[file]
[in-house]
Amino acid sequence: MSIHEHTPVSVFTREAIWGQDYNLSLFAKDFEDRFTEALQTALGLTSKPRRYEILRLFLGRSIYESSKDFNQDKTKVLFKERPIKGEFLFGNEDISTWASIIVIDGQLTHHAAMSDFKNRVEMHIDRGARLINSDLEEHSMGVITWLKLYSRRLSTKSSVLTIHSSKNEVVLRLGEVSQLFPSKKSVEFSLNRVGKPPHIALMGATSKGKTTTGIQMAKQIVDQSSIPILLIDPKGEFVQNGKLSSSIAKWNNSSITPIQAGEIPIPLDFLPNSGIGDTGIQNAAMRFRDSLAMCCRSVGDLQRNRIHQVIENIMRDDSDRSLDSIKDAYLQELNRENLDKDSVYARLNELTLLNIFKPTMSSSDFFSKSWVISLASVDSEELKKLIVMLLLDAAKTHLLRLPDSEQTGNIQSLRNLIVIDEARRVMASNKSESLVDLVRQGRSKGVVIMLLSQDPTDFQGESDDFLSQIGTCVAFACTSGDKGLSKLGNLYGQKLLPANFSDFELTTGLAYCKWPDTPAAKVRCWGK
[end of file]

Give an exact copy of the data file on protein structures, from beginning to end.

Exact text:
[in-house]
Amino acid sequence: MSIHEHTPVSVFTREAIWGQDYNLSLFAKDFEDRFTEALQTALGLTSKPRRYEILRLFLGRSIYESSKDFNQDKTKVLFKERPIKGEFLFGNEDISTWASIIVIDGQLTHHAAMSDFKNRVEMHIDRGARLINSDLEEHSMGVITWLKLYSRRLSTKSSVLTIHSSKNEVVLRLGEVSQLFPSKKSVEFSLNRVGKPPHIALMGATSKGKTTTGIQMAKQIVDQSSIPILLIDPKGEFVQNGKLSSSIAKWNNSSITPIQAGEIPIPLDFLPNSGIGDTGIQNAAMRFRDSLAMCCRSVGDLQRNRIHQVIENIMRDDSDRSLDSIKDAYLQELNRENLDKDSVYARLNELTLLNIFKPTMSSSDFFSKSWVISLASVDSEELKKLIVMLLLDAAKTHLLRLPDSEQTGNIQSLRNLIVIDEARRVMASNKSESLVDLVRQGRSKGVVIMLLSQDPTDFQGESDDFLSQIGTCVAFACTSGDKGLSKLGNLYGQKLLPANFSDFELTTGLAYCKWPDTPAAKVRCWGK